Winner winner, chicken dinner!
That roar coming out of Tremont last night didn’t come from a mighty blast furnace: It was simply the sound of Michael Symon’s closest friends – all 200 of them -- screaming their sweetbread-lovin’ heads off at Lolita, as the Cleveland chef brought home the title of the Food Network’s Next Iron Chef
“The Cavs couldn’t do it, the Tribe couldn’t do it, but Mike Symon did it!” roared one well-lubricated fan as the show’s Chairman announced the victor in the six-week televised contest. The win gives Symon a weekly presence on the Food Network’s most popular television show (along with Mario Batali, Cat Cora, Bobby Flay, and Masahuru Morimoto), and seems bound to draw foodies from across the nation to his restaurants, Lola and Lolita
Just this past weekend, for instance, Symon says he entertained “food tourists” from Pittsburgh, Detroit, and Kansas City who came to town specifically to check out his digs. (Visiting celebs from the IX Center’s Fabulous Food Show stopped by too, including Iron Chef host Alton Brown, spotted Saturday night at Lola, and Australian chef Jason Roberts, looking dapper in shades and a ball cap at Lolita on Sunday.) And while the buzz is obviously good for Symon’s revenue stream, it’s also a major boost to Cleveland’s cred on the overall culinary scene.
Explains Symon: “For so long, Cleveland has been this restaurant fly-over zone, between Chicago and New York. Now, thanks to this, maybe the restaurant world will realize there’s some great food in this city – including places like the (Flying) Fig, Baricelli Inn, Momocho, and Fahrenheit -- and that’s got to be a boost to the city’s image.”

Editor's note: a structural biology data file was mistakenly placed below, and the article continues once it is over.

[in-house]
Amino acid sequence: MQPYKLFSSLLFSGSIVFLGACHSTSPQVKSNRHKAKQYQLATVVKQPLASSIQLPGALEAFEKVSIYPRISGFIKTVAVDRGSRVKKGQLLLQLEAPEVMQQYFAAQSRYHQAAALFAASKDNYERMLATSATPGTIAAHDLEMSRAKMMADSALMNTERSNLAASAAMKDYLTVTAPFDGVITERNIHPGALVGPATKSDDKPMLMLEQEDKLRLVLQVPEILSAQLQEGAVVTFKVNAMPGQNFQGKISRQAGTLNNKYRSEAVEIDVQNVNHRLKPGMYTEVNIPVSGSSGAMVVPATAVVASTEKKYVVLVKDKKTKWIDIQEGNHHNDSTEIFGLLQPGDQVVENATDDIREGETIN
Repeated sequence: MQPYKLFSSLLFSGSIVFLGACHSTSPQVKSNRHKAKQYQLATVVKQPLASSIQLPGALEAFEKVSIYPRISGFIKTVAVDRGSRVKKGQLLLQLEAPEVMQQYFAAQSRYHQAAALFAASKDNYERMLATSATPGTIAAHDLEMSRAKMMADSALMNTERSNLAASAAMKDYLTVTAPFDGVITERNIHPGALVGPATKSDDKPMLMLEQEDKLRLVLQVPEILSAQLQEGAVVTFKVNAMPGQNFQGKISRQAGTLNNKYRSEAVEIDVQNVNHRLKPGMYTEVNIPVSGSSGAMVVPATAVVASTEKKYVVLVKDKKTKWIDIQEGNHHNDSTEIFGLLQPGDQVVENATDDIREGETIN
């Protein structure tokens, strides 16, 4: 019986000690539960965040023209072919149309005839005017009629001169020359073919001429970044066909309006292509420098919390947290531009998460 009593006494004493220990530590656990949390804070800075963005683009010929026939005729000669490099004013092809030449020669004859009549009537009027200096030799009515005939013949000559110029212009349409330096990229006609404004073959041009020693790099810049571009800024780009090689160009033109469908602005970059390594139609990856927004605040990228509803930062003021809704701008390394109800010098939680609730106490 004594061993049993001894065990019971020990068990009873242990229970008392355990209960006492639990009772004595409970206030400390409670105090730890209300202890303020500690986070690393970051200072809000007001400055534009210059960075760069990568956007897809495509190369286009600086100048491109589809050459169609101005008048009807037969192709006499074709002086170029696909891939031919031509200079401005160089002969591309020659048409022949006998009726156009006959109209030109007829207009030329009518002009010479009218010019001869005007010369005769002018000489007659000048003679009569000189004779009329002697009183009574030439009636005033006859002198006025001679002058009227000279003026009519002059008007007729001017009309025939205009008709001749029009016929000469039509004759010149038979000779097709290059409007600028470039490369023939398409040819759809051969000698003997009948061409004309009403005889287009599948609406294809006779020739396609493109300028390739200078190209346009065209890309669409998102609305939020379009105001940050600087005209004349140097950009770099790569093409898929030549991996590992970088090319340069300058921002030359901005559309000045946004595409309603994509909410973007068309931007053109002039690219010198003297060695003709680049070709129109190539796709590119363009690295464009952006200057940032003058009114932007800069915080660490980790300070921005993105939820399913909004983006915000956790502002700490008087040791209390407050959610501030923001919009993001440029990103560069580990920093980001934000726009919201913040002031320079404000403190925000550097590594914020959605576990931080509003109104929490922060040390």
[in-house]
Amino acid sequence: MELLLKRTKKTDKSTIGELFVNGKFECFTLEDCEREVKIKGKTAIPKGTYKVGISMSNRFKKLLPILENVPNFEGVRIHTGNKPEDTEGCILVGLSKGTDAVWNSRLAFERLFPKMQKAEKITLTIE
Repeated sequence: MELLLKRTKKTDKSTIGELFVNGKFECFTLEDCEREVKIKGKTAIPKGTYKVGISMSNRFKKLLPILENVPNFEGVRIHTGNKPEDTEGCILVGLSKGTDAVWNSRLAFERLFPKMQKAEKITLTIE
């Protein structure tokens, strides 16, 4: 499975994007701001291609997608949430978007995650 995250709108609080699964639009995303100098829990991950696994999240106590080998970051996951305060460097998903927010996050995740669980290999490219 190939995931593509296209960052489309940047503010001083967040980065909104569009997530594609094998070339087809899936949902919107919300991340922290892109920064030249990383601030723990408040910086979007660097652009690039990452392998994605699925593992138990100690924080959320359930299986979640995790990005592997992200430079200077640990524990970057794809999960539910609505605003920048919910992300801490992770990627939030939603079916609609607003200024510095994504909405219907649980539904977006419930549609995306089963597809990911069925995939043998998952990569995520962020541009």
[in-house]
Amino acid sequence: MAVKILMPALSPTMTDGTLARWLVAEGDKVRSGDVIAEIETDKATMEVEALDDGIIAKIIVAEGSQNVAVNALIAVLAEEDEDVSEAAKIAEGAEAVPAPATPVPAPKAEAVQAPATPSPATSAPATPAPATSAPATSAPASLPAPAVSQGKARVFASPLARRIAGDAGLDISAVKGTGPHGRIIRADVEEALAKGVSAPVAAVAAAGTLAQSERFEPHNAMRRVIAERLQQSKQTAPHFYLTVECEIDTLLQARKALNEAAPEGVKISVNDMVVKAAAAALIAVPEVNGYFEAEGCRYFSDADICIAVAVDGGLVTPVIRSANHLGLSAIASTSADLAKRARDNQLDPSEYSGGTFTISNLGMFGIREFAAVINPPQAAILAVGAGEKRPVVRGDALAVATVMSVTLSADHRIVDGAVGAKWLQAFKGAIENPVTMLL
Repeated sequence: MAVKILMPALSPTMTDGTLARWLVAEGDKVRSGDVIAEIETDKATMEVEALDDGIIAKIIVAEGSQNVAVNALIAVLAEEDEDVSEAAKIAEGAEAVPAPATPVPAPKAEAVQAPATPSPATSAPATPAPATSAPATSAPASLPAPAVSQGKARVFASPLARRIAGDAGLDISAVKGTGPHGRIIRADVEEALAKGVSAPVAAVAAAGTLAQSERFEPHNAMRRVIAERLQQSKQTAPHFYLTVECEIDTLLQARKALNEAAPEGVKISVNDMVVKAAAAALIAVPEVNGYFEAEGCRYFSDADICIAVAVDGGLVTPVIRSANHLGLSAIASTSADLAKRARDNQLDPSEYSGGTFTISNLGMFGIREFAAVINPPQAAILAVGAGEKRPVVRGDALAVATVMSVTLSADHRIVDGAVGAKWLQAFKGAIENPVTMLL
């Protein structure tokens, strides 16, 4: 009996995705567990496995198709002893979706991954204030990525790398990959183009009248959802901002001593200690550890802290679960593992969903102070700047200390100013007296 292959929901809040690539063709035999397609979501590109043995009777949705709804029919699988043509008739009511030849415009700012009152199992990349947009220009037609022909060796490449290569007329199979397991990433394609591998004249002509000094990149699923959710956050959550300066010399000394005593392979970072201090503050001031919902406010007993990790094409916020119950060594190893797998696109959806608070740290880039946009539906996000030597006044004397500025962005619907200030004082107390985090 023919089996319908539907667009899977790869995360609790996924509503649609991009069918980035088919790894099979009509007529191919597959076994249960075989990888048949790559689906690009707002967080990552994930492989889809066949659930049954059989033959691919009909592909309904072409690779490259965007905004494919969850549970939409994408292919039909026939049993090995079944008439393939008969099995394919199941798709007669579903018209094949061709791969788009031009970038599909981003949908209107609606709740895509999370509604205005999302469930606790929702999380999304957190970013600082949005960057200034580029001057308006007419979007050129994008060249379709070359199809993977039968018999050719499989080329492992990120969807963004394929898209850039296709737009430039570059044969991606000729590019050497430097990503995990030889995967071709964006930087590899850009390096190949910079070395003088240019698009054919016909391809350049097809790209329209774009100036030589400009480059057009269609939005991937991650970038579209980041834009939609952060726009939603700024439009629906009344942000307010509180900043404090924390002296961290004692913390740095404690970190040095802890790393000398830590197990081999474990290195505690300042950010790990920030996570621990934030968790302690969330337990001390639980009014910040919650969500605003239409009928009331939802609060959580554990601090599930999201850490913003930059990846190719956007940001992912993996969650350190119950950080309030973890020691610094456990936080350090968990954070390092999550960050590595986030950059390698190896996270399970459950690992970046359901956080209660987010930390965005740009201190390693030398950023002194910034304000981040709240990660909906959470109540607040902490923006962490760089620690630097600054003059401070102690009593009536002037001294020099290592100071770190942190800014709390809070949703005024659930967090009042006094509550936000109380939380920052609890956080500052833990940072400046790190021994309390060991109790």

At Lolita last night, fans and well-wishers began arriving at 5 p.m. to eat, drink, and watch the 9 p.m. show with Michael, his wife and partner Liz, and his kitchen staff, headed up by chef Matt Harlan. By 6 p.m., the joint was SRO, and a cop stationed outside the door was turning away anyone without reservations.
When the crowd finally rose to its feet to hear the final verdict, the love in the room was thick enough to cut with a knife and slather on bruschetta, maybe with some nice garlic paste and garnish of fresh basil. But in his hoody and baggy polo shirt, the down-to-earth Symon looked less like a celebrity and more like the guy who laid the bricks for Cousin Vinnie’s new rec room, as he posed for pictures and accepted hugs from his cadre of fans.
“You know, I can’t begin to count the number of people who asked me if I’m gonna leave town now,” Symon, whom we profiled here
in 2004, said this morning. “But of course I’m not. We’re always gonna have other projects in the works – that’s what we do. But Cleveland? This is where I’ll always hang my hat.” -- Elaine T. Cicora